Mould in the soil is an obvious sign that your plant needs to be watered less frequently and is probably dormant (if it is the appropriate season). Allow your plant to dry out further in between waterings after utilising one of the aforementioned procedures to remove the mould. This event resembles some sort of acidified and flooded soil characteristic. Not to mention that mould creates mycotoxins, which are hazardous to people as well and result in respiratory problems for Monstera plants.
As previously indicated, when all soil pores are filled with water, the soil environment will become soggy and deoxygenated. This environment is not suitable for optimal plant growth. However, this is an ideal habitat for mould.
This root rot status is not always visible, and it might be challenging to respond promptly. If your Monstera looks dried out and its leaves are falling off, try to remember if you gave it too much water. Examine the dirt. It’s fine if it’s damp, but if it’s been wet for a while, you’ll undoubtedly find some rotting, foul-smelling, and slimy roots underground. The ideal environment for the propagation of fungi is moist soil. Fungi, which are saprophytes, break down the root tissue, causing it to rot.
If you see regular guttation, you are probably overwatering your plant. Overwatering causes a plant’s leaves to accumulate water since the roots can’t absorb it all. Your Monstera now sweats out this extra moisture.
Other overwatering indicators include wilting, yellowing leaves, or a general lack of development. If your Monstera plant receives an excessive amount of water, you can also see insects, pests, or fungus-related ailments. Reduce watering and allow the soil to completely dry between waterings if you believe you are overwatering your Monstera. In order to ensure that water is not collecting at the bottom of your pot and rotting the roots, you should also inspect the drainage system.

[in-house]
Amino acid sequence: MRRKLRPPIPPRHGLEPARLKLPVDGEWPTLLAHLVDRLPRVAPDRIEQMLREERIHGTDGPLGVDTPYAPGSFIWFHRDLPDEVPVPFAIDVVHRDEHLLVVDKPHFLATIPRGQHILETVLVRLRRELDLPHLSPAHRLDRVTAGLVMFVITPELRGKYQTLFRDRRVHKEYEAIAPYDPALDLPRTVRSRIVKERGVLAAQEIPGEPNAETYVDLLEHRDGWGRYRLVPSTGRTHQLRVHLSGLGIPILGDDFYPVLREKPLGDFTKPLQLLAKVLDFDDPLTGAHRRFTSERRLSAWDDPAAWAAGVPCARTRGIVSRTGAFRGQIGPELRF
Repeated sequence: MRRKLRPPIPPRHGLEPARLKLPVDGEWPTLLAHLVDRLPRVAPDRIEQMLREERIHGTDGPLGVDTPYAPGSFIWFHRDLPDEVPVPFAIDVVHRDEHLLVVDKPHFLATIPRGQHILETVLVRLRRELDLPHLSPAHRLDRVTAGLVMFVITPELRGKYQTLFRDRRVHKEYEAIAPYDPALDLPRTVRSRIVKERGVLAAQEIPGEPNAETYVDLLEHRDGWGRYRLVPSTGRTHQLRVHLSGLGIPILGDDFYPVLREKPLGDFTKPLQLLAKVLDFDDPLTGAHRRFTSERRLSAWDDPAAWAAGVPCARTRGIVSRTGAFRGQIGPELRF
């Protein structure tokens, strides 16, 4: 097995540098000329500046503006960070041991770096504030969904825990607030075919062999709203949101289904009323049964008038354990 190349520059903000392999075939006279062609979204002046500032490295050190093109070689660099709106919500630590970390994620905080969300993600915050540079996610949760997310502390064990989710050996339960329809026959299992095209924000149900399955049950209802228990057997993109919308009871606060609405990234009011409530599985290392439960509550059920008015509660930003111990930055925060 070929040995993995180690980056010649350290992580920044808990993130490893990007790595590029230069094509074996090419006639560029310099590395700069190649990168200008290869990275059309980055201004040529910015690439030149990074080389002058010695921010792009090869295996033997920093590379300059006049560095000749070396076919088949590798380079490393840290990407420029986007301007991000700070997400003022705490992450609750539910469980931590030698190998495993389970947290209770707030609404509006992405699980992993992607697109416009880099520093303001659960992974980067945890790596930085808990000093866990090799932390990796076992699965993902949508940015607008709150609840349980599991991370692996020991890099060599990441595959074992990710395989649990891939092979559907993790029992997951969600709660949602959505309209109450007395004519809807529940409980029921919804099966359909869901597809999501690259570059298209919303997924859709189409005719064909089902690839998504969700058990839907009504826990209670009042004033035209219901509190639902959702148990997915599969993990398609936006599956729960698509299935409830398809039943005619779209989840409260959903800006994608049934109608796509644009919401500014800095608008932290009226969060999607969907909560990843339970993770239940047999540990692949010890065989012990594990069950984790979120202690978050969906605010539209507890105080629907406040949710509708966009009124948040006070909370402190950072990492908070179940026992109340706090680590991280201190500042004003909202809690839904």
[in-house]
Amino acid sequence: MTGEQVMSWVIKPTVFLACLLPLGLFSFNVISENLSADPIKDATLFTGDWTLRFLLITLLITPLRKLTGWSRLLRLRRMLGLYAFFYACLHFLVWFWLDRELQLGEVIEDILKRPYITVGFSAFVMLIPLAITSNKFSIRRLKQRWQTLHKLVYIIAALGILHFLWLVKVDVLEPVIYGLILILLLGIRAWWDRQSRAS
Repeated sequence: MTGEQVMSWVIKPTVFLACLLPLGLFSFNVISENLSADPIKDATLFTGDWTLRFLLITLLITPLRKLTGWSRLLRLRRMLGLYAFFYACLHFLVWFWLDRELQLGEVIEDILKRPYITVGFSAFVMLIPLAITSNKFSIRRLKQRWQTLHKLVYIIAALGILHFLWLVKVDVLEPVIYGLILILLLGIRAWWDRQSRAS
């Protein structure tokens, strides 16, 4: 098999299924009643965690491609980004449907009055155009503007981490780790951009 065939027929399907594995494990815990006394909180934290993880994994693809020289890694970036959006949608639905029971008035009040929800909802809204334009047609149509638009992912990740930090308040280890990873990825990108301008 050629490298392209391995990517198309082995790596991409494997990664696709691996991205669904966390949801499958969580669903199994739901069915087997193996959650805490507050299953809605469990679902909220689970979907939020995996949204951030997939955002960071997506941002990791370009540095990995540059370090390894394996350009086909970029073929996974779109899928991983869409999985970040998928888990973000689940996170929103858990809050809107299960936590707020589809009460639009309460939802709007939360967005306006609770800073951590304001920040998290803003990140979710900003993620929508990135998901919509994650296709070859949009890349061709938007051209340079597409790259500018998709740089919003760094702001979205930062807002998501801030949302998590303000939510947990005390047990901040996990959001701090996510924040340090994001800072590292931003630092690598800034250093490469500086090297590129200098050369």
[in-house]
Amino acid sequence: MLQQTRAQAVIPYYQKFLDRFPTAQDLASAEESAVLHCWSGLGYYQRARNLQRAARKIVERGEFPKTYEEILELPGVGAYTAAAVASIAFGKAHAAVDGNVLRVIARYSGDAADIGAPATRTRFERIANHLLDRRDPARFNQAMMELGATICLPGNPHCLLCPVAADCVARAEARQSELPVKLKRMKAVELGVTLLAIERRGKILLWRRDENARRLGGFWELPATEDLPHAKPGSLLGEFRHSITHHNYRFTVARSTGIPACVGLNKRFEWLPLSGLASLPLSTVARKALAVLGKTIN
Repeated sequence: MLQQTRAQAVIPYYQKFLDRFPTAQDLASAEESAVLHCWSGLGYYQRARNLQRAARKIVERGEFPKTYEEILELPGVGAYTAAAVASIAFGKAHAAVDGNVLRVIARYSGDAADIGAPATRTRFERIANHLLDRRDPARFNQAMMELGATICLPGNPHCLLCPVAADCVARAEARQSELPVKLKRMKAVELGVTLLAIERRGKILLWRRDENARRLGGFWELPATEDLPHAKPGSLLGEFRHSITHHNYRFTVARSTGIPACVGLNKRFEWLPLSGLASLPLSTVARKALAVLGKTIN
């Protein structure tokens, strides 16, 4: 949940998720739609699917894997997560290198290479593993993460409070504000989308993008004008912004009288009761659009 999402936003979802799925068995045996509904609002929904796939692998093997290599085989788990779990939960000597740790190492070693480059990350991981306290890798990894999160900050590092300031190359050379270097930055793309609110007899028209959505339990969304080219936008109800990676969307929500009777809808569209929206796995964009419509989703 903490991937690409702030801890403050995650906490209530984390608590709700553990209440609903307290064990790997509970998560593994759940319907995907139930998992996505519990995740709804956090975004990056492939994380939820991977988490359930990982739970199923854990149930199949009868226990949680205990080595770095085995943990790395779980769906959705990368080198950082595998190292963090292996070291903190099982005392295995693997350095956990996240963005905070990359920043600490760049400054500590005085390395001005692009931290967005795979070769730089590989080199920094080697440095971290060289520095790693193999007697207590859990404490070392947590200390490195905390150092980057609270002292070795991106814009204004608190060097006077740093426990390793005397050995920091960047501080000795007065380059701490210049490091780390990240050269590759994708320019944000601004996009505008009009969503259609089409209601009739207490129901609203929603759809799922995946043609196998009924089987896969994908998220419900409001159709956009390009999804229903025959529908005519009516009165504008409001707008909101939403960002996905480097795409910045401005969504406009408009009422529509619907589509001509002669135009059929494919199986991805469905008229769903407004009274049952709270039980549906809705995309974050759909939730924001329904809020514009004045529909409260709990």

For Monstera plants that have a slight waterlogged condition but still have the ability to recover, you should proceed to withdraw water for some time. This will help to aerate the soil to provide enough oxygen to the roots. However, it is important to do this gradually, as too much water loss can also stress the plant and attract thrips. Once the soil has dried out slightly, you can start to water the plant again more regularly.
Cut away any dead leaves, dormant stems, or brown areas of the leaves that you observe. When feasible, it’s okay to remove dead leaves or stems with your hands; just be careful not to pull too firmly, or you risk damaging the healthy section of your plants. Utilise trimming clippers as well as cutters for cutting through harder stems or to remove brown leaf margins and tips.